Tasha knows that breast cancer doesn’t discriminate. She was a fit 31-year-old enjoying life with her husband and their first child, when she started to notice some strange breast changes.
On one of her regular morning runs she noticed her breasts felt heavy, like they did when she was breastfeeding. She soon found a lump on one side, and she knew something wasn’t right. She rushed to her GP, who sent her to a specialist, and she received her diagnosis a few days later.
Tasha’s a pragmatic person. Her mother had had breast cancer, so she was familiar with the treatments, and knew what she had to do. After the diagnosis, she and her husband allowed themselves a quick cry in a hospital corridor, then gathered their strength for what was to come over the next year – balancing cancer treatments with life with a two-year-old.
Tasha’s main concern was for her daughter. She didn’t want what she was about to go through to affect Sophie.
“I was most anxious about losing my hair,” she says. “I was concerned about other people’s reactions, but mostly I was worried that my daughter wouldn’t want to have cuddles, or wouldn’t want to come to Mum.”
Tasha’s surgeon gave her some great advice. Let Sophie be involved with the head shaving, don’t disappear off to a salon and come looking different. In the end, Tasha shaved off her hair with her husband and her daughter at home – that way Sophie knew why her Mum suddenly had no hair, and understood that she was in control of the situation.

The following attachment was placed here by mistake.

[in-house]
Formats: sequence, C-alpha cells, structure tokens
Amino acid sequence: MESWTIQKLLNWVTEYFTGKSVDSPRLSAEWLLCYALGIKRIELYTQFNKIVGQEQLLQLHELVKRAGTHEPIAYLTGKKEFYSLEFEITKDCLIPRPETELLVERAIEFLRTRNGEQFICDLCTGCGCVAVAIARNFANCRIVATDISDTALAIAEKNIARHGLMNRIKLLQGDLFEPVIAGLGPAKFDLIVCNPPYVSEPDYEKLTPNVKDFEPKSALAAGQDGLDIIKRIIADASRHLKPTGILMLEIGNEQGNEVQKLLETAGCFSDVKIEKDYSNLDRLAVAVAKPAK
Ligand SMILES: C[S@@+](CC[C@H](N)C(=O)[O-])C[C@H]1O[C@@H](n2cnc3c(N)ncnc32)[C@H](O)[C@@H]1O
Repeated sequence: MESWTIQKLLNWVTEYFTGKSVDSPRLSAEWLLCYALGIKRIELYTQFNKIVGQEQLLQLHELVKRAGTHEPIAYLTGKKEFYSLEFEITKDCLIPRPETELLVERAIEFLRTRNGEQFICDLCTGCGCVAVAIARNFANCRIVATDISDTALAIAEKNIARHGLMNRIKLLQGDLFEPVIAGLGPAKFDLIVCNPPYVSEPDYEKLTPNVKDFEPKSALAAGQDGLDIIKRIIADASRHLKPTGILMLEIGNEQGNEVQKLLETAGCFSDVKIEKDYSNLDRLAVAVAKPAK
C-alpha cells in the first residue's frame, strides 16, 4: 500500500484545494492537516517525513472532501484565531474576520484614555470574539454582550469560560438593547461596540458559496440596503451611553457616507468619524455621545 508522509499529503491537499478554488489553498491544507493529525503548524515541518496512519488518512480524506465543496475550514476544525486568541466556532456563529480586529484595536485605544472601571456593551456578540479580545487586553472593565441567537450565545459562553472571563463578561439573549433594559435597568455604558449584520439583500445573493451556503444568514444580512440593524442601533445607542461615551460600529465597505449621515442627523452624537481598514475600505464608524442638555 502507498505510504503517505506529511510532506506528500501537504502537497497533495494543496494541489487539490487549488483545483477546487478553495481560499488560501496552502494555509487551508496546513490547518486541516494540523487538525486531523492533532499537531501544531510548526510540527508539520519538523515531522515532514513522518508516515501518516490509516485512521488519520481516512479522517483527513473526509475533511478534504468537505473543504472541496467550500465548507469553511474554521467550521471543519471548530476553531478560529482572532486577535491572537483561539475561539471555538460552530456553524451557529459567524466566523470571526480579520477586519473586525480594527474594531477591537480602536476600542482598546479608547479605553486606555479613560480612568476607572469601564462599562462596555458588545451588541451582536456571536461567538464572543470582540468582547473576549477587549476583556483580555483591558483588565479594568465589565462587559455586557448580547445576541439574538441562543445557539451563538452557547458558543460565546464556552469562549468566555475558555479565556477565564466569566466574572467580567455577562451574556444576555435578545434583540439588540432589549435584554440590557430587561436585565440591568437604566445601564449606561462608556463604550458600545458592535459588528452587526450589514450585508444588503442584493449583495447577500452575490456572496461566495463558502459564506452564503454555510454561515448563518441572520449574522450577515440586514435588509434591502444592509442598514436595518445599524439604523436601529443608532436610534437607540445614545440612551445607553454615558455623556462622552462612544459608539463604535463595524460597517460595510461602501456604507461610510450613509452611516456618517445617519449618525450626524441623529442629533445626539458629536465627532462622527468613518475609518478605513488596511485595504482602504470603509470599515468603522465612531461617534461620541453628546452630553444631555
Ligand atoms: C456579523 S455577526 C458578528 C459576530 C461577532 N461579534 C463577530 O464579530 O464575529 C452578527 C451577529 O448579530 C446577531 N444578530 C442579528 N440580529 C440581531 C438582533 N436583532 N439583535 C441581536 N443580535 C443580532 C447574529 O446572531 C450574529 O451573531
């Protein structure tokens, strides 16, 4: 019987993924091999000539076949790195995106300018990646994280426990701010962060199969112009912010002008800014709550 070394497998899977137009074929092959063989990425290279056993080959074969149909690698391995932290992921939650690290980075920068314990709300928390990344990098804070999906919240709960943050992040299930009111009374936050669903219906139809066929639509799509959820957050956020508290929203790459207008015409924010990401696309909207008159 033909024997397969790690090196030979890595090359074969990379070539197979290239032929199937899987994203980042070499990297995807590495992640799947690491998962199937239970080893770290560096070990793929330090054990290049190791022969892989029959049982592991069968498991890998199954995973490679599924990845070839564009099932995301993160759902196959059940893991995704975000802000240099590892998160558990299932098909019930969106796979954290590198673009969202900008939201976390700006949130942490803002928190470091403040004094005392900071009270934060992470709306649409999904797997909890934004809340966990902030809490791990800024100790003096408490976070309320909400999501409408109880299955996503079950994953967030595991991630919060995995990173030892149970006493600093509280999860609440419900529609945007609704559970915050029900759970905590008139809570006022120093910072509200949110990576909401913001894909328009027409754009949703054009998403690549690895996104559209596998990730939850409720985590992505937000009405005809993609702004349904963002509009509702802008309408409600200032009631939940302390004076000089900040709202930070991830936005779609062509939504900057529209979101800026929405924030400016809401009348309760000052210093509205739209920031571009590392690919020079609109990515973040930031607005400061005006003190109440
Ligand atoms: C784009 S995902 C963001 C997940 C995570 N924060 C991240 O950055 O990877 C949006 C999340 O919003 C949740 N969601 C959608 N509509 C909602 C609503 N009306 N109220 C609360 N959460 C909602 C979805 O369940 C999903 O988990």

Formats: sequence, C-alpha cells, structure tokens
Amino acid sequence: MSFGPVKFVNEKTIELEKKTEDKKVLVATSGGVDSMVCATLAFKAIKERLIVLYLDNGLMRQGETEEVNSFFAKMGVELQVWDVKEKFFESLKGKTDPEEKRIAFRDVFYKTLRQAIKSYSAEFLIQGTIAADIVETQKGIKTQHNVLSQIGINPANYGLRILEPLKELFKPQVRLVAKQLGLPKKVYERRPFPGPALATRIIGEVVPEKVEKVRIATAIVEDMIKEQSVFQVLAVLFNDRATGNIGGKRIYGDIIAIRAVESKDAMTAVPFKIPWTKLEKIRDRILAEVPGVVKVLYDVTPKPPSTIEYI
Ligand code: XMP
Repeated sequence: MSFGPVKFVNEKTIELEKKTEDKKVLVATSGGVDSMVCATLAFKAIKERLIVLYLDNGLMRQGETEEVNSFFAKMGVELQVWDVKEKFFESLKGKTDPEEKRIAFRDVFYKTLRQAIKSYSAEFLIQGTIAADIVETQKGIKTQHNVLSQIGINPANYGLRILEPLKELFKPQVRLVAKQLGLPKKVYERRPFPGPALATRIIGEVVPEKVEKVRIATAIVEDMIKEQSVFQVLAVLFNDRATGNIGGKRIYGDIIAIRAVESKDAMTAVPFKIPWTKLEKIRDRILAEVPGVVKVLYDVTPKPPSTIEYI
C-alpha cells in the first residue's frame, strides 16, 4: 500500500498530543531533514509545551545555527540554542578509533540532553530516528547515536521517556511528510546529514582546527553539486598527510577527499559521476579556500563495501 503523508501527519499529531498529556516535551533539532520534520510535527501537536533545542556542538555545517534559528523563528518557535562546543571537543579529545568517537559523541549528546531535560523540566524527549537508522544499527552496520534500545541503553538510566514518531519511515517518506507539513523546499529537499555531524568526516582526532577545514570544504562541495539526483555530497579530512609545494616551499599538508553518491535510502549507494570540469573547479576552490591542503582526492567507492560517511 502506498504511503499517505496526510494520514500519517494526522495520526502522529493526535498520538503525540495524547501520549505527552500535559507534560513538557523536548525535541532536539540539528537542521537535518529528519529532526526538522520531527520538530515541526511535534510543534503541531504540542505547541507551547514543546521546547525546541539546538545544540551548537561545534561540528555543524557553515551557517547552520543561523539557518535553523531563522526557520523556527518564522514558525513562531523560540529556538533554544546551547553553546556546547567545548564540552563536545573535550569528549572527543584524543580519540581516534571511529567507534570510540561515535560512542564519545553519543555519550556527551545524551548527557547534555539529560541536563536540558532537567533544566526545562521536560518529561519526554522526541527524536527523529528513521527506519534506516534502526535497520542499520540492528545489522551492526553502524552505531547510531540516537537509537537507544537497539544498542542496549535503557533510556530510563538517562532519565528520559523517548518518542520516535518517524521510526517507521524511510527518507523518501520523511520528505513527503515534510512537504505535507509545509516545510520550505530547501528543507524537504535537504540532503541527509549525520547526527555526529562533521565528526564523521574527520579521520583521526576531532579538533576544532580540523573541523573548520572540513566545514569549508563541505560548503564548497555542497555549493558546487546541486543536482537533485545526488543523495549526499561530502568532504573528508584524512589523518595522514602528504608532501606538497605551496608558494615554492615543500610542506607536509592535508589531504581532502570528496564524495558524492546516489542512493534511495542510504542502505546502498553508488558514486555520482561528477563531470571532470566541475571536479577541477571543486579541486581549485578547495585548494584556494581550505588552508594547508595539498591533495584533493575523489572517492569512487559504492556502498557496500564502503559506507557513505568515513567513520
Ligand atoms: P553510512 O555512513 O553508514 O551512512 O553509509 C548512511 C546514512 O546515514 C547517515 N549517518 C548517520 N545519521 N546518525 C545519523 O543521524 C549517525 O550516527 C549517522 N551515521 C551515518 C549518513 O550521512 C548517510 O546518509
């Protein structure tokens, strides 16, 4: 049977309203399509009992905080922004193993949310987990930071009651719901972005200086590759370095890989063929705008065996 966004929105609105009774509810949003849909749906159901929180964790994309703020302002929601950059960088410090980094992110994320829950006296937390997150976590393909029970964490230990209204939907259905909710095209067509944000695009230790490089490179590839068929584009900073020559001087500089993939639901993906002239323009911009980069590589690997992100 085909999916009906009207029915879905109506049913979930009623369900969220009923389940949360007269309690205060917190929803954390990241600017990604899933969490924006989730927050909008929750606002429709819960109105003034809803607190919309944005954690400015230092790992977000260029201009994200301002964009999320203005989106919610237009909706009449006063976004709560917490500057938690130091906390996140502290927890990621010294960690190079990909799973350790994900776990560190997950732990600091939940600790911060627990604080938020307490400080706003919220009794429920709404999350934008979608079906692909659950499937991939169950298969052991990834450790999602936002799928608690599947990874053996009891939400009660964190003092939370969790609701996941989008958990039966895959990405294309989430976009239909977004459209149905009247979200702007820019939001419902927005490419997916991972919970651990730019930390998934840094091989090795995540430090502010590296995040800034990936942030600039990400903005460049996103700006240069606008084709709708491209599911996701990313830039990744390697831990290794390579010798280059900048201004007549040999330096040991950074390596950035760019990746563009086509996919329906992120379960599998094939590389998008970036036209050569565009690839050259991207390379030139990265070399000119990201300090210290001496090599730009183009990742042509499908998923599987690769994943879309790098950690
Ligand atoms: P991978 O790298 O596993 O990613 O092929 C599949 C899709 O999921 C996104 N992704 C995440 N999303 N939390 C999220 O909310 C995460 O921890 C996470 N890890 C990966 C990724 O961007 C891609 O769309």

As it turns out, Sophie was a champ about the whole thing. “It doesn’t matter what I look like,” says Tasha. “She’s still the same. When I’ve got a bald head Sophie looks at it and rubs it, just like a normal curious kid.”
Tasha chose to keep working during treatment, in an effort to keep life as normally as possible. She has a few days off around each of her chemotherapy treatments, but otherwise manages to keep up with her colleagues.
“Sure,” she says, “I get tired. But it’s no more tiring than caring for a new born. I’ve been tired ever since Sophie was born, so no changes there.”
Tasha and her husband had plans to have more children, something that was delayed by the cancer. Before treatment started, they took precautions to give them a good shot at being able to have another child: a round of IVF before starting chemo. They both hope that, a few years post-treatment, they’ll be able to continue building their family.
Tasha says her support network is one of the most important things getting her through treatment. “Friends and family offer to take some responsibility – things like picking Sophie up from daycare. I didn’t want anyone to take over,” Tasha says, “but it’s great to have people to call on for help.”
Aside from that, Tasha believes that maintaining a normality has been important. As well as working, Tasha’s tried to stay physically active. On each chemo day she goes for a 20 minute walk, which makes a difference to how she’s feeling.
A positive attitude is a big part of her outlook. “Don’t dwell on the fact that this has happened to you,” she says. “Just get through what you need to get through.”